It’s well established that, if a major tech company sees another platform succeeding based on a (relatively) original idea, it’s going to want to shamelessly copy that idea. And it’s probably also going to want some upgraded ad-tech to go with it.
Google is expanding the number of ways that vertical ads can end up on its video platforms. The company is piloting a feature for advertisers that uses artificial intelligence to take horizontal ads, formatted for standard YouTube videos, and automatically translate them into vertical ads, optimized for YouTube Shorts, the company’s TikTok clone. Google, which owns YouTube, announced the change in a Thursday blogpost.
“We’re experimenting with a new machine learning technology that reformats landscape video ads into square or vertical formats based on how someone is watching YouTube,” the company wrote. And added that, “businesses who may not have dedicated resources to create multiple assets can easily benefit from this technology, which automatically adapts their existing assets for several different formats.”
Facebook, Instagram, and YouTube have already all done their best to rip off TikTok, following the platform’s runaway success (especially with young users.)
And now, to accompany Google’s TikTok transition, we have YouTube ads, auto-chopped and screwed. The AI-feature appears to make wide ads narrow by focusing in specifically on peoples’ faces as well as logos and text in the original video.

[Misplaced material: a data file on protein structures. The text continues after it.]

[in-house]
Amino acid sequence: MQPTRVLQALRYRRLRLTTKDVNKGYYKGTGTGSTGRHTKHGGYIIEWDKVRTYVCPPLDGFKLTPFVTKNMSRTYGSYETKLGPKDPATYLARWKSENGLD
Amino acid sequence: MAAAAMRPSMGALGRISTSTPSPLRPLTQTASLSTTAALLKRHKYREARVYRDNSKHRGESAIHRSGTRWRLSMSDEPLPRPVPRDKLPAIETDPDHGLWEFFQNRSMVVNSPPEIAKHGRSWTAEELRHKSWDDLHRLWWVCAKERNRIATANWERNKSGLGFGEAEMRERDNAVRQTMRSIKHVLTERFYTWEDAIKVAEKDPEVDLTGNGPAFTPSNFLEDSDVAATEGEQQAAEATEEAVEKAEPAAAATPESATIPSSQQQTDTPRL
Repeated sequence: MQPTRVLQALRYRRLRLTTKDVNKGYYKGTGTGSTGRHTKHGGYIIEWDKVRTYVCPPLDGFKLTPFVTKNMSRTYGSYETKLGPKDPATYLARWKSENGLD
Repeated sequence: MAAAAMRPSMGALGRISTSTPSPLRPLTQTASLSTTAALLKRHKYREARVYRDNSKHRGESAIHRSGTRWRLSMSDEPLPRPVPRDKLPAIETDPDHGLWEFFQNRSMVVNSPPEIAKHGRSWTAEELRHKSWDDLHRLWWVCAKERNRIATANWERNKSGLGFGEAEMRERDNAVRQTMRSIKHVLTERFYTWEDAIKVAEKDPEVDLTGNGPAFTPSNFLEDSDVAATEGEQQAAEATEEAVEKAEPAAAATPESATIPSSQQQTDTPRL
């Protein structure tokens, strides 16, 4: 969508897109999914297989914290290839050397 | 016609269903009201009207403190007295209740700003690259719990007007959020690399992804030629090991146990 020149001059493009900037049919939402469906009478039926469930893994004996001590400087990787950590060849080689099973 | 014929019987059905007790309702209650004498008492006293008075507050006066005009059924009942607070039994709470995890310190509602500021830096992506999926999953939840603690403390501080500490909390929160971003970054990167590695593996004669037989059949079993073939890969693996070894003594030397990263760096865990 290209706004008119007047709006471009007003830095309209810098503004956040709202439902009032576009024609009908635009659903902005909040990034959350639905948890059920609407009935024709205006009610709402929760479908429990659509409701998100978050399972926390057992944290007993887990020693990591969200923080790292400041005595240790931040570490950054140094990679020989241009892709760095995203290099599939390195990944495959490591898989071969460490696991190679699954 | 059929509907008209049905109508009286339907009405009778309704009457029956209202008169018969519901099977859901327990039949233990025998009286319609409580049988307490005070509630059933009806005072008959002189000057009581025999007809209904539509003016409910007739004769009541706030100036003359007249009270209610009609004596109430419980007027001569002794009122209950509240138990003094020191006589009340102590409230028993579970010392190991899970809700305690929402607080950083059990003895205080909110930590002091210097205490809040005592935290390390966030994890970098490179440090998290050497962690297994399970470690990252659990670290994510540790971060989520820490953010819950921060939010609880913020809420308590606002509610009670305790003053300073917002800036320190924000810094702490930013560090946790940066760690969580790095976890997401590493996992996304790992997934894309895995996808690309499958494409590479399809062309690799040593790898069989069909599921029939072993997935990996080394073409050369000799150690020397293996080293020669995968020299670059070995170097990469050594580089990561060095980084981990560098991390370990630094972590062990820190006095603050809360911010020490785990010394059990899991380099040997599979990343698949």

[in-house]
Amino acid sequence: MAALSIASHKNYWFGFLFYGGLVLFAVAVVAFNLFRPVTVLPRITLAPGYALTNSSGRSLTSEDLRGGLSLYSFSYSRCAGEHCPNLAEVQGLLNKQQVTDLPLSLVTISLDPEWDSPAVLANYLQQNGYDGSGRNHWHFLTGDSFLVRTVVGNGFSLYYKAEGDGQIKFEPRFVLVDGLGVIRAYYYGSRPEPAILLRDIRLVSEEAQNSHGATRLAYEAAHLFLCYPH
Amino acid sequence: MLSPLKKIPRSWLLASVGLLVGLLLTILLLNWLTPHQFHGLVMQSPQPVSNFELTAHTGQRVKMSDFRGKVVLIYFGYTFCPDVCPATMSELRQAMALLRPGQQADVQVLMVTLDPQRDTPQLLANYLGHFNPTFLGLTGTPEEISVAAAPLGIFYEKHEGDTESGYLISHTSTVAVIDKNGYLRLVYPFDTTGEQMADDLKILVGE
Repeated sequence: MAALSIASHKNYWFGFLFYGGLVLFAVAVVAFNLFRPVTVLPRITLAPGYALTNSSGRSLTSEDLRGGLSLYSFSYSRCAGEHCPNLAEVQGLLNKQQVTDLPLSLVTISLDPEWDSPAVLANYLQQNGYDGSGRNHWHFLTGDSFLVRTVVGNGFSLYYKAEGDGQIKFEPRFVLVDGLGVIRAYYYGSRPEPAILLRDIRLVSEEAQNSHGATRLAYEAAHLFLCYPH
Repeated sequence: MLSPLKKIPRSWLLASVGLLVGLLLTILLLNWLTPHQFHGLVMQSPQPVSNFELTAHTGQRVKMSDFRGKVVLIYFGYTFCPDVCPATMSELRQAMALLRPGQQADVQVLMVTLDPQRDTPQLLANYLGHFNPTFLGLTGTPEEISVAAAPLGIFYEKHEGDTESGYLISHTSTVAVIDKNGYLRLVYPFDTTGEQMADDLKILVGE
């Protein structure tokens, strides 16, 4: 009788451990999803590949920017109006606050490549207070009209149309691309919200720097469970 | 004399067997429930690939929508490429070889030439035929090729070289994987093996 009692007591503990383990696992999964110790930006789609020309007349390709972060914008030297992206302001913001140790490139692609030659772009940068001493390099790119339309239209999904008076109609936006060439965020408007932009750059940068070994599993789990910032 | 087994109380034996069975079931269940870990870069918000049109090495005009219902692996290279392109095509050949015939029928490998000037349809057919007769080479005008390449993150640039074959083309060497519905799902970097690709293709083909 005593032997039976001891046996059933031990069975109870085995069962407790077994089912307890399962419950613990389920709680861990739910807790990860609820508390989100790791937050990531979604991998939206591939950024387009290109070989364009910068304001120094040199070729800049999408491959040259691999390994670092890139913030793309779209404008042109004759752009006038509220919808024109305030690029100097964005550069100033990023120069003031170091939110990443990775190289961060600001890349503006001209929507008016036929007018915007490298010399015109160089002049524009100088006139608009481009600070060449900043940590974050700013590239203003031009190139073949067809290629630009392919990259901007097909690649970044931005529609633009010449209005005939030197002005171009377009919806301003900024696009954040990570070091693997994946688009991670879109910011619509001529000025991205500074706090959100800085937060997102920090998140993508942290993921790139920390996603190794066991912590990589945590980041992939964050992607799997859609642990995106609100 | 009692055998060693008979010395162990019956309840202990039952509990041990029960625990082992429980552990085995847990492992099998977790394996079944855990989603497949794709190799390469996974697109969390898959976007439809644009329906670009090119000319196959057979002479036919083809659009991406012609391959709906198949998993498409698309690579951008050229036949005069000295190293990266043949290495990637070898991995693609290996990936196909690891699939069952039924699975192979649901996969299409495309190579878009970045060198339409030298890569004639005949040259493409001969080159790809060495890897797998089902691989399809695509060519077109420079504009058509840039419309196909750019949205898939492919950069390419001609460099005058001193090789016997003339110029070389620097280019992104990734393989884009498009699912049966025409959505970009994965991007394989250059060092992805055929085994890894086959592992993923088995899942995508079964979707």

According to Google’s own internal data, video ads are significantly more effective when they match the format of the platform they appear on. “We found that when advertisers added a vertical creative asset to their Video action campaigns, they delivered 10-20% more conversions per dollar on YouTube Shorts than campaigns that used landscape assets alone.”
In other words: By introducing this new, AI-powered ad converter to marketers, Google is hoping its users will be convinced to buy more stuff.
In their announcement, the company also encouraged advertisers to consider putting resources into their own vertical ads. Google even offered tips for maximizing ad success like making videos extra quick and “embracing emotion,” copping even more from the TikTok school of virality.
“Keeping the fast pace of Shorts in mind, there’s no need to set up a premise or establish a storyline with lots of extra context. Jump into the action quickly and your audience is more likely to stick around,” the company wrote.
At this point, the whole internet is converging into a single TikTok-shaped point (with a BeReal-style dual camera option)—advertisements included.